Kyle Florence Web Designer

tutorials

Basic Templating

  • Views2704
  • CategoriesPHP
  • Date PublishedSeptember 26, 2003
  1. Basic Templating
  2. Intermediate Templating
  3. Advanced Templating and .htaccess

Open up your favorite text editor and start a new file called "template.php." This file will contain your template class. Below is the code that will be put into the template file.

<?php  
// very small template class, fast and gets the job done.

class Template {  
    var $vars;  
    var $tdir;  
 
    // sets the template directory and template
    function set_dir($template) {  
        $this->tdir = $template;  
    }  
 
    // define template file (constructor)  
    function Template($file = null) {
        $this->file = $file;  
    }  

    // set template variables
    function set($variable, $value) {  
        $this->vars[$variable] = is_object($value) ? $value->fetch() : $value;  
    }  
 
    // fetches a file and saves the output buffer, then returns it  
    function fetch($file = null) {
        if(!$file) {  
            $file = $this->file;
        }
 
        extract($this->vars);  
        ob_start();  
        include($file);  
        $contents = ob_get_contents();
        ob_end_clean();  
        return $contents;  
    }  
}  
?>

Although this code is very simple and basic, it has several key features which I think are essential. The first one is, it's not a memory hog. Many of the templating classes you find have way too many features, like how they parse their variables (many do it in the {VARIABLE} style). By using natural PHP language in your template makes your template speed FAST. Yes, you have to type a few extra characters (even less if you have short tags(external link) enabled), but its worth it in the speed. An example of a variable embedded in an HTML page may look like this:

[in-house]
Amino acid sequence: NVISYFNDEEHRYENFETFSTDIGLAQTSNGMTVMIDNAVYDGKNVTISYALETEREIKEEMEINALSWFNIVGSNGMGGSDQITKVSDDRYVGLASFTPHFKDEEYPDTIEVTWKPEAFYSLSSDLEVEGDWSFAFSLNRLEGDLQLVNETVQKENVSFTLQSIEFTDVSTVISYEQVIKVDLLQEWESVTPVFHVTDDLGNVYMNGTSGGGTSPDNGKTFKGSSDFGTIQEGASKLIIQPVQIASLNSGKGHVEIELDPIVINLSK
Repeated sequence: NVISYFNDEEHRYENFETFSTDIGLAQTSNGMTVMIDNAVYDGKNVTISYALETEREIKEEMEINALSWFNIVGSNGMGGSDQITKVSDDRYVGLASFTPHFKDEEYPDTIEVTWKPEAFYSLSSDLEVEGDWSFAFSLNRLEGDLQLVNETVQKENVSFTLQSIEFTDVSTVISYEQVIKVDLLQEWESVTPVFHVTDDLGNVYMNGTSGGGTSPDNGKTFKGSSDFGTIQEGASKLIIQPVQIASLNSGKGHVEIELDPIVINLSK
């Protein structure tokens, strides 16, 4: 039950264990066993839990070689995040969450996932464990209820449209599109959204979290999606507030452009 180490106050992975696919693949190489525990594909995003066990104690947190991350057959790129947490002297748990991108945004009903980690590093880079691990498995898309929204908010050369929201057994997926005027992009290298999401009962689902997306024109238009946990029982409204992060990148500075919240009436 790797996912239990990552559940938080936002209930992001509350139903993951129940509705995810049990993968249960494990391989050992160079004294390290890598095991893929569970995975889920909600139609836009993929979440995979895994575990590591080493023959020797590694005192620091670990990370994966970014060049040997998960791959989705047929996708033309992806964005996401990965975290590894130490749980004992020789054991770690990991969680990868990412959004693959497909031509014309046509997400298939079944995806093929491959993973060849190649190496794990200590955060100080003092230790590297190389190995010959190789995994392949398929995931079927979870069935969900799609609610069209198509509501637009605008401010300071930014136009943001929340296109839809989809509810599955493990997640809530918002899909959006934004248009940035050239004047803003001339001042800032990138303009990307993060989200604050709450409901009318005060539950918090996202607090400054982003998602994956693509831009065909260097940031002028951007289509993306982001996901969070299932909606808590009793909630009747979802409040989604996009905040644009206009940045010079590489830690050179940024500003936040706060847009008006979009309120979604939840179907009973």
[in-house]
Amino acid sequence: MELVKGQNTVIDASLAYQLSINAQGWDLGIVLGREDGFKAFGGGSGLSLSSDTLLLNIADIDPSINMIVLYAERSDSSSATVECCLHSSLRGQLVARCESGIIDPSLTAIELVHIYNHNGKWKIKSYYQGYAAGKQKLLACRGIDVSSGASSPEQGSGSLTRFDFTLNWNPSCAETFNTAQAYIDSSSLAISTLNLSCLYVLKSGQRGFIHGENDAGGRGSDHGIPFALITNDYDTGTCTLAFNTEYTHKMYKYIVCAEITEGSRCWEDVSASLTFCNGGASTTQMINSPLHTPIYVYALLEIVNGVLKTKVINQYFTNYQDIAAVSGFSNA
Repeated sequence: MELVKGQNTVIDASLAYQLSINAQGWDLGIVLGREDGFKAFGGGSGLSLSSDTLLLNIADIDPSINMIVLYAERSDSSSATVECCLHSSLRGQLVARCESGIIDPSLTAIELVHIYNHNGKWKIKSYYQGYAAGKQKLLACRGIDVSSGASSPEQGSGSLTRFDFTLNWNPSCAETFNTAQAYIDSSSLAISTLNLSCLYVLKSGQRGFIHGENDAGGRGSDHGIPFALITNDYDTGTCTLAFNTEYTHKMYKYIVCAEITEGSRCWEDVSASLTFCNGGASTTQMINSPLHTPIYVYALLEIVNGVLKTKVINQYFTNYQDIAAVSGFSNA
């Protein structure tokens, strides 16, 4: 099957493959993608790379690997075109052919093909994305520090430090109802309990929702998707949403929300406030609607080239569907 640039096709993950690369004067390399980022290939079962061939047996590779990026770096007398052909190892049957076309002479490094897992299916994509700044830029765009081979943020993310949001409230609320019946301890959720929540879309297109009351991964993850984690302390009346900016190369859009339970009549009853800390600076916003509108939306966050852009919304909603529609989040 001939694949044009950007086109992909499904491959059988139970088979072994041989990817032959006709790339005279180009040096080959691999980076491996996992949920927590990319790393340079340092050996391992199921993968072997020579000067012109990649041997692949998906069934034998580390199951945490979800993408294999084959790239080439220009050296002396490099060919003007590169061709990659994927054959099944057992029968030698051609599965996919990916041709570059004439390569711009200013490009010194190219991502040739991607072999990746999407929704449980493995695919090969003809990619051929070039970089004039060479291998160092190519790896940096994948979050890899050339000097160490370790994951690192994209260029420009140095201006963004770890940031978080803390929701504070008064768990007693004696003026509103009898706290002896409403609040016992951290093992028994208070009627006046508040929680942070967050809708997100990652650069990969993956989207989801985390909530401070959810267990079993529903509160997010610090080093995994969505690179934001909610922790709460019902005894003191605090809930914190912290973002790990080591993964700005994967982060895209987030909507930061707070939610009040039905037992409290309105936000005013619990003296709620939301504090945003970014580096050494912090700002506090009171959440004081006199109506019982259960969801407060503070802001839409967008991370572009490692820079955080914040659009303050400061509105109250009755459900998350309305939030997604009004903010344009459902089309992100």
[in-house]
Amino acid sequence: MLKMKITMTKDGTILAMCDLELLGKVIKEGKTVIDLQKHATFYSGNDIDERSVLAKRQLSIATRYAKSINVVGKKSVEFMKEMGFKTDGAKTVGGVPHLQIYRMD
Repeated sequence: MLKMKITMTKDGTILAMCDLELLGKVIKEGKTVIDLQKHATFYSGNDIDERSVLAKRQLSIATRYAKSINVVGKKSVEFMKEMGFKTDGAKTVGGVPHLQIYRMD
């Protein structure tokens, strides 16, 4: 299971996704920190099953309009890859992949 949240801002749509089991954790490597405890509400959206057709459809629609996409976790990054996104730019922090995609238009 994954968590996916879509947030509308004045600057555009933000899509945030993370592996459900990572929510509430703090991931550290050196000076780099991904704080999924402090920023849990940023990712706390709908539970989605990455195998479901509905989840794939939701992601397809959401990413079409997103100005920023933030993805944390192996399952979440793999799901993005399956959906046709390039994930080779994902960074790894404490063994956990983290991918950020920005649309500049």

<?php echo $var;?>

Your HTML may also contain more advanced structures, such as if/else statements or conditional loops (see: PHP: Escaping from HTML(external link))

Anyways, enough about that, lets get down to how you use this templating system. Start another file called "page.tpl". Insert this into the file and save:

<html>
<head>
<title><?php echo $title;?></title>
</head>
<body>
<?php echo $text;?>
</body>
</html>

As you can see this is a very basic HTML (template) file with 2 variables: $title and $text. We will need to set values to these variables via the template classes set() function.

Now that we have the needed files, lets go ahead and create a template directory somewhere, lets call it /template, then put "page.tpl" in that directory. In order for the template engine to know where your template files are located, you will need to set the directory. Before you can use any of the class functions however, you must first create an instance of the class. Make a new file called 'index.php' and put the following into it:

// This includes are template class into this file so we can use it.
include("template.php");

// This assigns the variable $tpl to be an object of the class Template.
$tpl = new Template();

// This sets the template directory, /template as we called it.
$tpl->set_dir('./template/');

// This is what sets the variable 'title' to hold the value 'test'
$tpl->set('title', 'test'); 

// This is what sets the variable 'text' to hold the value 'text'
$tpl->set('text', 'text');

That wasn't so hard, was it? Now we have the class initiated, and we have set values to our variables, all we have left to do is output the page. In the same file we put the other information in, add this line to the bottom:

print($tpl->fetch($tpl->tdir.'page.tpl'));

This does basically what it looks like, fetches the file 'page.tpl' from your template directory, and prints it. Thats it! Of course things get more complicated as you add more features to your template, but this should help get you started. If you are interested in learning more about templating, be sure to check out the next two tutorials.

question? comment? contact me